The pandemic has revealed the power of travel, for better and for worse. Can agents use this to usher in a new era of conscious travel?

World of good

We’re more than 20 months into the pandemic and there is a mixed view of how this seismic event will affect travel in the long term. However, a recurring theme pops up in every discussion about travel trends, and that is building travel back ‘better’.

The growth in conscious travel – travel that is mindful of its impact on the planet and its communities – is not a new concept, but one built around long-indicated consumer demand.  At this November’s  ABTA Travel Convention, the organisation’s Chief Executive, Mark Tanzer, opened the event by talking about the challenges of building back customer confidence post-Covid, saying: “Part of that confidence is the confidence to travel with a good conscience.” 

But according to a Travel Intelligence Report commissioned by representation company Lotus this September, there isn’t much consumer demand. Its survey showed fewer than 10% of the UK population ask for sustainable travel options, just four per cent have compensated their CO2 emissions and six per cent have chosen eco-friendly accommodation if it cost more. 

Changing attitudes

G Adventures’ recent research begs to differ and shows that 33% of UK travellers are more focused on travelling responsibly now than before the pandemic. 

“Mindsets are shifting and the pandemic has given travellers time to rethink their travel decisions,” says the operator’s Managing Director, Brian Young.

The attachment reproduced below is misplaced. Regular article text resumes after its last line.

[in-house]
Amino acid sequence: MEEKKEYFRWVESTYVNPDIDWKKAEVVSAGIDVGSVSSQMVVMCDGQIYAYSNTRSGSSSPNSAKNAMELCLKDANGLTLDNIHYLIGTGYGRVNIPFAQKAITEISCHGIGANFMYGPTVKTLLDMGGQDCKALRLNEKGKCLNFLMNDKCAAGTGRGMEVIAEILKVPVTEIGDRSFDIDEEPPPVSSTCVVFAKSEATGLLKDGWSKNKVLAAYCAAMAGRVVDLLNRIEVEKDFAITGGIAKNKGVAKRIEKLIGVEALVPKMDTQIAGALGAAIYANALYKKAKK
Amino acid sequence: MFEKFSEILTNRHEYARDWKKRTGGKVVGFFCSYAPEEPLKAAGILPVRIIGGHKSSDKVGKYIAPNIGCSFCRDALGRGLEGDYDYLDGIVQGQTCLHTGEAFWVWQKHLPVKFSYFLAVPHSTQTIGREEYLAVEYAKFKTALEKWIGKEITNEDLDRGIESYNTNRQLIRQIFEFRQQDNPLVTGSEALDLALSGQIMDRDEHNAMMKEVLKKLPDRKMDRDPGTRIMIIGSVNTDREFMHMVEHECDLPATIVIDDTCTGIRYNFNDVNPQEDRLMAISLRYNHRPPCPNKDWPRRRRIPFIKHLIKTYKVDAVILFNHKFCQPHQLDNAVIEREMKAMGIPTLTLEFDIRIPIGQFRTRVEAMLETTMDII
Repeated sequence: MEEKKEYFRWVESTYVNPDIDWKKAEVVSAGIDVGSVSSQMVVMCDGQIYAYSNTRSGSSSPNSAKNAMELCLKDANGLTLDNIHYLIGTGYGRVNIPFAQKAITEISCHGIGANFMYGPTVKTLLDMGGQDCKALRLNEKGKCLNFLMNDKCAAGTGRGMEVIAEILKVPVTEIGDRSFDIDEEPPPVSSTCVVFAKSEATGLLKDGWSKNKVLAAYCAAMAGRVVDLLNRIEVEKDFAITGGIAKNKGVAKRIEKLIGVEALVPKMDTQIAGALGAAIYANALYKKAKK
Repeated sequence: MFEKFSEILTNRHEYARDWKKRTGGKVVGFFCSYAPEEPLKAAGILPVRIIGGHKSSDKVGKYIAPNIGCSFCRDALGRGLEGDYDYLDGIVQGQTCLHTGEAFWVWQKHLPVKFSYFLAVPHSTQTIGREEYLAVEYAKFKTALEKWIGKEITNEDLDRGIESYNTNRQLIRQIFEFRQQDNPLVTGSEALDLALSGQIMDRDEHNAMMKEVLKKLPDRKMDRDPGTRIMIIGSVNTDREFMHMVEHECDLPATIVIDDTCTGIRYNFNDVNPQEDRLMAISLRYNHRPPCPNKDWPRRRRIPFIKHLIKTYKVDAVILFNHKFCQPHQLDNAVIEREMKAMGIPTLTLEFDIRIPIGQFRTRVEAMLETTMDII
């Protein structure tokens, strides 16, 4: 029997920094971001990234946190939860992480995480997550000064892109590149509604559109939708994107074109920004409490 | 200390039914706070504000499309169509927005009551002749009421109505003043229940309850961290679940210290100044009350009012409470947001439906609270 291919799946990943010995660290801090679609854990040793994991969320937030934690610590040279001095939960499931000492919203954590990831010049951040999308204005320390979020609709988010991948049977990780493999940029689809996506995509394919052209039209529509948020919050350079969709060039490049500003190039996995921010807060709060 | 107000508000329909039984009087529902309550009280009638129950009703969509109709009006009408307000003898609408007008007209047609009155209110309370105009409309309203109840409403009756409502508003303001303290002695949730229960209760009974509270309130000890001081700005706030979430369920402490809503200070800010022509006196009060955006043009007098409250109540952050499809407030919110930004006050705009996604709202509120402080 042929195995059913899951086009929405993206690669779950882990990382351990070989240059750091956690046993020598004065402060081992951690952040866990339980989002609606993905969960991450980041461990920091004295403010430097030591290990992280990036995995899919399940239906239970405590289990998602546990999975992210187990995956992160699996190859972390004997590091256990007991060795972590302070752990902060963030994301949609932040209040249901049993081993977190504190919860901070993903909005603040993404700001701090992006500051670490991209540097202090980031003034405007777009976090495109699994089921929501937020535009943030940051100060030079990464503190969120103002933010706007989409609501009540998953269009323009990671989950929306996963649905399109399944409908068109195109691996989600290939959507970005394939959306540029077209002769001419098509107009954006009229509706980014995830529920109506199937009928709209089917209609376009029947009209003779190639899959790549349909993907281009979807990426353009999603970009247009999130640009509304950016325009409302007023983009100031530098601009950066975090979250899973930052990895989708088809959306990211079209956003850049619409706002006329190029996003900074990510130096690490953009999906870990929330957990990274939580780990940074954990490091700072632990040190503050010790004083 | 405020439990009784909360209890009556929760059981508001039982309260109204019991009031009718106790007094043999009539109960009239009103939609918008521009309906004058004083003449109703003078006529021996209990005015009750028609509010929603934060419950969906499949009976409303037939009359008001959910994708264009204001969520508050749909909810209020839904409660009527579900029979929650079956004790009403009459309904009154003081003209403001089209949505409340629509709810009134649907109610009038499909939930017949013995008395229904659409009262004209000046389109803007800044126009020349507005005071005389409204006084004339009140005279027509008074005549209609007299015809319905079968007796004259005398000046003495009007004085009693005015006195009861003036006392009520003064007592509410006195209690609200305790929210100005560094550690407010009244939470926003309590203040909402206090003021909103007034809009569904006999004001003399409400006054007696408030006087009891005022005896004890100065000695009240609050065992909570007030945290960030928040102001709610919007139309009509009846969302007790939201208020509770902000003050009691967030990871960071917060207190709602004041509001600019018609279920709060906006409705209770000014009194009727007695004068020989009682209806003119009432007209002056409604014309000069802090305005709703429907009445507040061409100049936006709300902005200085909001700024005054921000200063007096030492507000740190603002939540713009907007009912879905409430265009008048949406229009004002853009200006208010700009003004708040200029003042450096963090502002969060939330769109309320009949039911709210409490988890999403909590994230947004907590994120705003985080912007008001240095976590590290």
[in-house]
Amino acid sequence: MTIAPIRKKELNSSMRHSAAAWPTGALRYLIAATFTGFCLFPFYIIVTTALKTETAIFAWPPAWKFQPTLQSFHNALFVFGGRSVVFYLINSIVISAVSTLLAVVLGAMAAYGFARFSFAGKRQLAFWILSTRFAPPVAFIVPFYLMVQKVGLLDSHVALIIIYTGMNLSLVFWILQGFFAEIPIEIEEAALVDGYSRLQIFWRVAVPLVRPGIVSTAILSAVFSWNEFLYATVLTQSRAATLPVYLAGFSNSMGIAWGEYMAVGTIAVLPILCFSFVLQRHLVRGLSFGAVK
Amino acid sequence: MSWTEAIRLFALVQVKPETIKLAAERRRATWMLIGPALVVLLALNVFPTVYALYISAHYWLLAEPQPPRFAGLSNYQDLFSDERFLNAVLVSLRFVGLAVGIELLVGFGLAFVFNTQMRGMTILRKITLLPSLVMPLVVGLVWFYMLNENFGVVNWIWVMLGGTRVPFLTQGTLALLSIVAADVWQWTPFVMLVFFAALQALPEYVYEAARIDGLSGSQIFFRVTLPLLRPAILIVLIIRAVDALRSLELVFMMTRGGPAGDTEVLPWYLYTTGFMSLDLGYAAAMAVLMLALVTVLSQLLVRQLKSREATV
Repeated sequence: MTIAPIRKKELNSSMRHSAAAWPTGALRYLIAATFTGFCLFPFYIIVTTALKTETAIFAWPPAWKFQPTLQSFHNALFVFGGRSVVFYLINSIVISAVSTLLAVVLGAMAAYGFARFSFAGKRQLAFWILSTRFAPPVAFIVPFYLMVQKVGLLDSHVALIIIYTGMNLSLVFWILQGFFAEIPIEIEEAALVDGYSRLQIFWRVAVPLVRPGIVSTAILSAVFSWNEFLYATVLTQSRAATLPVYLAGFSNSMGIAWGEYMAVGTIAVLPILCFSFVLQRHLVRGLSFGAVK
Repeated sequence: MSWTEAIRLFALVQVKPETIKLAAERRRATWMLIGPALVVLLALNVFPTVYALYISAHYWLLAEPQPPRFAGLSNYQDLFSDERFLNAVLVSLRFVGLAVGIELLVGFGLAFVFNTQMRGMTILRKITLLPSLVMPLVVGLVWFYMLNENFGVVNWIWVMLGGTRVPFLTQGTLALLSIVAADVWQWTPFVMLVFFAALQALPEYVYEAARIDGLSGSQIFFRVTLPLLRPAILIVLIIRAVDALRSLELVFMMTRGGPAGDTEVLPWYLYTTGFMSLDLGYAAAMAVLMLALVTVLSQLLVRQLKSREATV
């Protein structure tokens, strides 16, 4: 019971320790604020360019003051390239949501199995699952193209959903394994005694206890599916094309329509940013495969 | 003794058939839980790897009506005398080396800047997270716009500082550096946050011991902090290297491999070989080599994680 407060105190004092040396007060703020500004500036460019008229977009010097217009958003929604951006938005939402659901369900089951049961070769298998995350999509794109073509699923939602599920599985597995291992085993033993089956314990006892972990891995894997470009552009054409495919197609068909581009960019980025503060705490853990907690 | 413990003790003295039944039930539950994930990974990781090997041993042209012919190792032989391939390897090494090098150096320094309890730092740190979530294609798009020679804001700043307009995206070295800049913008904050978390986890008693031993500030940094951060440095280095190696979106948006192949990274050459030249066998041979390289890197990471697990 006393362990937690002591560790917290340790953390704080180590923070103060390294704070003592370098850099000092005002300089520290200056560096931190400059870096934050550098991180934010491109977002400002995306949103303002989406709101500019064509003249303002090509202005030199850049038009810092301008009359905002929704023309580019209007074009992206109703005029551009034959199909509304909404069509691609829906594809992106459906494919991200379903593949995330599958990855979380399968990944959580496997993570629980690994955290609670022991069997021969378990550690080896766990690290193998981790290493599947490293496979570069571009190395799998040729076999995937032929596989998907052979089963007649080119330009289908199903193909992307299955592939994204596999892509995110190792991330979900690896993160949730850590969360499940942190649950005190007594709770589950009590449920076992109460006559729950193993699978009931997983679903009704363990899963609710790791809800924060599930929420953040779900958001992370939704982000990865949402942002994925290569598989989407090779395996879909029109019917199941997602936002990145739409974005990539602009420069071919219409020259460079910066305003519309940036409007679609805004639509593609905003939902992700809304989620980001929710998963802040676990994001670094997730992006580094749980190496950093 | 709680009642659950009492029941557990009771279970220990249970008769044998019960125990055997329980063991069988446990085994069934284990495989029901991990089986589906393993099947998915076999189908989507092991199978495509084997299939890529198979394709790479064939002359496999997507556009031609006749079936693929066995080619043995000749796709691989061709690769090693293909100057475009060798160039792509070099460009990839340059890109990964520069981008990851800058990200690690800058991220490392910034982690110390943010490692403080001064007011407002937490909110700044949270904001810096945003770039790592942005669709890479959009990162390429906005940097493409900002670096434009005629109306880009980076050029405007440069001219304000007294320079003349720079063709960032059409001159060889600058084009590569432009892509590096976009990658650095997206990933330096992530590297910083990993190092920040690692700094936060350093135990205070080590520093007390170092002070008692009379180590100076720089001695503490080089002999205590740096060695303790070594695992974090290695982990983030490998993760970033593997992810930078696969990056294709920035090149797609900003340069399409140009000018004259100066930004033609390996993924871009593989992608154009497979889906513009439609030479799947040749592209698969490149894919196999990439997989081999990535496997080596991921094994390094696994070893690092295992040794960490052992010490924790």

There is no denying that the travel hiatus has produced hard evidence of the negative impact travel can have on the environment. 

“We all saw the headlines about marine life returning to Venice and people in India seeing the Himalayas for the first time thanks to the lockdown easing pollution,” says Zina Bencheikh, EMEA Managing Director for Intrepid Travel. 

The shutdown also highlighted the good that travel can do. 

Giles Hawke, CEO of Cosmos, points out: “As tourism begins again it is great to hear the responses from our local partners, who are finally seeing their livelihoods restarting. We can really see the importance of tourist money in these destinations.”

Melissa Tilling, CEO of not-for-profit travel agency Charitable Travel, thinks that agents have a professional responsibility to champion conscious travel. 

“Ultimately, it’s the customer’s decision as to how they holiday but it’s now an agent’s job to present responsible options,” she says. 

“It’s also a great way to demonstrate knowledge and expertise.”

Intrepid’s Bencheikh agrees. “Agents are often the first point of contact for the customer so it’s important that they are primed and ready to talk about this topic in an informed and helpful way,” she says. 

Positive points

But, as Young points out: “No one wants to feel like they are being preached to, or made to feel bad about their holiday choices.” He thinks that drawing on the positives of travel can help. 

“Travellers usually book an adventure based on the destination or type of holiday they want, but when they are there meeting locals and seeing the positive impact of their trip, they become more engaged with the idea of responsible travel.”